October EDU Project: Building With BlocksCAD


This is another installment in the monthly, continuing series of Educational Projects by David Thornburg. This October lesson, aimed at middle school students or higher, focuses on an interesting design tool called BlocksCAD. Without further adieu, here's David Thornburg with his monthly lesson!

Introducing BlocksCAD

One of my favorite new 3D design tools is a programming language that design shapes and generates a STL files as its output. This language is called BlocksCAD and it is made by the good folks at Einstein's Workshop (http://www.einsteinsworkshop.com). BlocksCAD is and easy-to-use version of OpenSCAD, a tremendously powerful design tool that can be tricky for younger users to master. If you are familiar with programming languages for kids like Scratch (http://scratch.mit.edu), you already know about coding through the assembly of jigsaw-like pieces to create a program of your own design. BlocksCAD works in a similar way, making it perfect for beginners without limiting the complexity of objects you can design. BlocksCAD works in the cloud, making it perfect for iPads and Chromebooks. To show you how it works, let's design a card holder. While this is not an educational project per se, it showcases the elements of the language. Since “coding” is increasingly of interest in education, it makes sense to highlight the language in this blog.

Go to the BlocksCAD site (https://blockscad.einsteinsworkshop.com) and log in. You will see the screen divided into three areas: a set of colored bars on the left denoting various shapes and operations (the commands of the BlocksCAD language), a window in the center where you will have your program, and a window on the right side where you can see your model as it is progressing. This is also the window you'll use to export your project as an STL file for printing.

Next, in the area to the right of Project Name near the top left of the window, type Card Holder, and click on the 3D shapes button to the left of the screen. This gives you a few options. Click on the Cube icon at it will show up on your center screen.

Enter X, Y and Z values of 60, 95, and 3 mm and choose “centered” for the shape. Press the Render button to see the result.

I like to choose “centered” whenever I can so I know the origin of every object. Objects can be moved and rotated using the transformation tools by pressing the Transforms button on the left side of the screen.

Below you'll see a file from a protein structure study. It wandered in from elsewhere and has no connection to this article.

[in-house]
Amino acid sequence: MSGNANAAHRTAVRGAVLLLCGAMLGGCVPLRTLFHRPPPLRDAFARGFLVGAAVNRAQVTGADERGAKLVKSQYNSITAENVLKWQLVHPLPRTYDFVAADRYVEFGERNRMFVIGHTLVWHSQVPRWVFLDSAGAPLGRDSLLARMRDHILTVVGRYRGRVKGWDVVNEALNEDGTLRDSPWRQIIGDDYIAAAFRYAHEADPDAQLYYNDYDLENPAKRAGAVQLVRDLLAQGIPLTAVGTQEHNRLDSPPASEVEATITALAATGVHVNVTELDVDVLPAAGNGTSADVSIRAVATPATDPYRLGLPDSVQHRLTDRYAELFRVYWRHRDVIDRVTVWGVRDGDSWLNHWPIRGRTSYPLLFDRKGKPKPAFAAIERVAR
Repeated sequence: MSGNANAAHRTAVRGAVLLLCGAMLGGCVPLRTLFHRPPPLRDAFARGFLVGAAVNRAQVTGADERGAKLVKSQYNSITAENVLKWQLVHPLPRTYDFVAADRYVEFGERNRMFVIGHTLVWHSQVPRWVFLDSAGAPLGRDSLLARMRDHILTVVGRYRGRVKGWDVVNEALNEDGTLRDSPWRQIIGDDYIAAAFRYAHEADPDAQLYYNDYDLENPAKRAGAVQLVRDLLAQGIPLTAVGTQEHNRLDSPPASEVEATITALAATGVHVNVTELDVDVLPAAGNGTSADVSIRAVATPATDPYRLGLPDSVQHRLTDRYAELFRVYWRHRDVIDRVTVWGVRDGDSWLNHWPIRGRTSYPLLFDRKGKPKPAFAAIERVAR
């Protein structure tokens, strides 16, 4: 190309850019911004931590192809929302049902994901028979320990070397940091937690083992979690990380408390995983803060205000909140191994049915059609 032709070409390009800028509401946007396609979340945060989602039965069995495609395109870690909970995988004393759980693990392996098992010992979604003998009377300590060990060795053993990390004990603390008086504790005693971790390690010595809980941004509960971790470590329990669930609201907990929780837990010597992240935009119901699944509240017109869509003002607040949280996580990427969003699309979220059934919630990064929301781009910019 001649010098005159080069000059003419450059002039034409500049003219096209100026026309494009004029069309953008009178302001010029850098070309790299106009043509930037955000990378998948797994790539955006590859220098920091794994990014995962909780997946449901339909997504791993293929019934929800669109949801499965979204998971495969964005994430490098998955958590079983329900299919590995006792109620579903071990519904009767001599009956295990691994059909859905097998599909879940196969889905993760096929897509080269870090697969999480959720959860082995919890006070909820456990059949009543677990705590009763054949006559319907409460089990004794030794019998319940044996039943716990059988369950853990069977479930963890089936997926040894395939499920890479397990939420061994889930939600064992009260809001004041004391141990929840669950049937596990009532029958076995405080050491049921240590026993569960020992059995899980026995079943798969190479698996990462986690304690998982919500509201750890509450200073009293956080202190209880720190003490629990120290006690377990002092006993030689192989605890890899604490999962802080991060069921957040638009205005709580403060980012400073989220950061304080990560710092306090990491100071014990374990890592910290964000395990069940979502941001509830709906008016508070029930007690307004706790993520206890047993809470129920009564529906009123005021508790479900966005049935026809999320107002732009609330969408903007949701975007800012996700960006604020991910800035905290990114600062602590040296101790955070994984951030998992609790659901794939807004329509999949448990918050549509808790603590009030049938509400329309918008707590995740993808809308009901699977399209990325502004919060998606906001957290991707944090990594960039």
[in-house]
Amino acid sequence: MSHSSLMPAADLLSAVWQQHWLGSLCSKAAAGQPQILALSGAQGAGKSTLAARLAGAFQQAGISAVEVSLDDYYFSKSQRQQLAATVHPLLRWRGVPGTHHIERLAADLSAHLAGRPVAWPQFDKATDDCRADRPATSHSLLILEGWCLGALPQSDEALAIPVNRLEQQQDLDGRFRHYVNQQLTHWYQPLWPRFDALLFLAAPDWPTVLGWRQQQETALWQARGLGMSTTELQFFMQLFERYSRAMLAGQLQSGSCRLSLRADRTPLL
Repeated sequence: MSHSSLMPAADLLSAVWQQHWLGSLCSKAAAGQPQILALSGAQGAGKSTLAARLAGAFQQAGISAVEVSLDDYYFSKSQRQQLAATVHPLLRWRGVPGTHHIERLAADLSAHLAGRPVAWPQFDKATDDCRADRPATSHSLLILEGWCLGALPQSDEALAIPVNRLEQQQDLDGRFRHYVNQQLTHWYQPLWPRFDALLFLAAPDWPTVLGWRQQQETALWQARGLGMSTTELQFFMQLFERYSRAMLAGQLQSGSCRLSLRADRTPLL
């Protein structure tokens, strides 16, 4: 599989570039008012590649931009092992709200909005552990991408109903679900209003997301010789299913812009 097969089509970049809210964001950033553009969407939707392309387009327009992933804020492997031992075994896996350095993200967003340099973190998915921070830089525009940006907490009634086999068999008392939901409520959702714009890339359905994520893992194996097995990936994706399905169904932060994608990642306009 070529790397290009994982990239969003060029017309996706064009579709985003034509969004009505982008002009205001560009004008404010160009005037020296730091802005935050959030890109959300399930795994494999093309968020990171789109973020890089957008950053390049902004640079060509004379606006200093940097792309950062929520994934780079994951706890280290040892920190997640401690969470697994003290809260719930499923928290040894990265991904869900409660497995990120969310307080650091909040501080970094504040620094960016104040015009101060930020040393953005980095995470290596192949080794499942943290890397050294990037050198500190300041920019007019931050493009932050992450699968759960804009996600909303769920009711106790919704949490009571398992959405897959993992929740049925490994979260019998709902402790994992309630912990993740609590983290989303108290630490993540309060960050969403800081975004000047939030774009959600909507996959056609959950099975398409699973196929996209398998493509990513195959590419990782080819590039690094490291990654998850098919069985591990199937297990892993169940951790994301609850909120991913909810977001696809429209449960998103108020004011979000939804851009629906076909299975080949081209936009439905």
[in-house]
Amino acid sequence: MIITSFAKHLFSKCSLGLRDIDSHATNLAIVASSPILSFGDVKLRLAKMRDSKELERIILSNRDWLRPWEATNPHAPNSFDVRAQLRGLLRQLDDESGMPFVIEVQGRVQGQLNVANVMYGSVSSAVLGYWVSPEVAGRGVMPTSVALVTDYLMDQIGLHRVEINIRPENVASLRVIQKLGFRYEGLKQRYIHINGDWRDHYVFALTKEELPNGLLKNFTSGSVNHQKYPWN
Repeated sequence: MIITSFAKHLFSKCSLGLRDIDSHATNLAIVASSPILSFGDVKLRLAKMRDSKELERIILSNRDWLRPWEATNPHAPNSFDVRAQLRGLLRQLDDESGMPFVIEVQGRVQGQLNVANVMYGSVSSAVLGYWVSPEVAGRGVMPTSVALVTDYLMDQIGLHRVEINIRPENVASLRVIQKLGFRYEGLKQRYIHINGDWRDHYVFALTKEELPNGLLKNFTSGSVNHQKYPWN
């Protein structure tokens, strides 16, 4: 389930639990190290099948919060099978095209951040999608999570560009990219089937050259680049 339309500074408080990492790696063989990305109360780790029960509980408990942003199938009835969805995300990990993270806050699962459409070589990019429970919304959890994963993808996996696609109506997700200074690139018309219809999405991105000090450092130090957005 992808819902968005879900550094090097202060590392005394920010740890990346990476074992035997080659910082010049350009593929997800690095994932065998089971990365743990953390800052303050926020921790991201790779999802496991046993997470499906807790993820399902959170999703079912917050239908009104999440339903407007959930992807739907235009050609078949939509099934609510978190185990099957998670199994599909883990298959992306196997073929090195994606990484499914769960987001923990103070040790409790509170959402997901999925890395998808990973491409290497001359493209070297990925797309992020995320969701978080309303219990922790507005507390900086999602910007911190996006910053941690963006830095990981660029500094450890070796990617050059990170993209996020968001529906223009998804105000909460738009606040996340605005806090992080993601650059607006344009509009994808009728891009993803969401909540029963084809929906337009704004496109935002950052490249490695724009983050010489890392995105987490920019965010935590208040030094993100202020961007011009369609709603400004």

BlocksCAD supports text, so we'll illustrate that next. Click the Text button on the left side of the screen and choose 3D text. This puts an operator on the screen in which you can add your text (I wrote “Genius”), the height of the text in mm, the font (I chose Liberation Serif), and the amount by which the text is extruded (3 mm is fine for us). The only thing that's missing is the “centered” option, which bums me out. The great folks behind BlocksCAD are working on this. But, no problem for us, we have two cool tools in the Transforms button to fix this ― Translate and Rotate. I also used Union from the Set Ops button to combine everything using the Union block. This is important because we will soon rotate the whole plate, and want the cube and the text to stay together.

As you can see, we rotated the text 90º around the Z-axis and translated the text so it is somewhat centered horizontally and located near the top of the cube.

A quick note regarding text: BlocksCAD only provides a few typefaces because they can't go onto your computer and prowl around for your own fonts. Computer-resident software like OpenSCAD doesn't have this restriction. I mention this because it might come up in one of your later projects.

Our next step is to rotate our shape by 60º around the Y-axis so it forms a tilted back for our business card holder.

Once this is done, we make another “cube” with the same dimensions as the first, rotate it 60º the other way (quick, what positive rotation angle is equivalent to rotation by -60º?  (No fair looking at the numbers below!)

After doing the rotation, you need to translate the location of the card holder back so it interlocks with the front. You can either use your vast understanding of trigonometry, or tinker around until you get it!  I'll let you decide which approach is fastest.

I've chosen to put each of the pieces together with another Union block. The first item is our rotated part with the text. Next, we added the back, and if you click the + sign on the Union block you'll add a place for another part to add.

Now we need a base to hold the stack of cards. To do this, add a cube with X, Y, and X dimensions of 10, 95, and 3 mm. This gives us a flat base you can add to the holder with a Translate command. Add this part to the Union block.

Finally, you need to add a lip to make sure the cards don't slip out the front. This is made with another translated “cube” with X, Y, and Z dimensions of 3, 95 and 10 mm that has been translated into place and added to the Union block. 

That's it!

Now when you render the shape you'll get the finished card holder ready to save as an STL file and send to your printer. If you print the card holder the way it will sit on a desk, your printer will add supports to the interior of the holder that you take off when the print is finished. Now, if you want, you can rotate the entire model by 90º so it prints sideways. This way, no supports are needed, and the finish of the card holder might be prettier. You should try both ways and see which one you like best.

The finished card holder is shown below. The goal of this blog was to show a few of the nice tools in BlocksCAD. You should continue to experiment on your own and let me know how you like the language.

 

 

 

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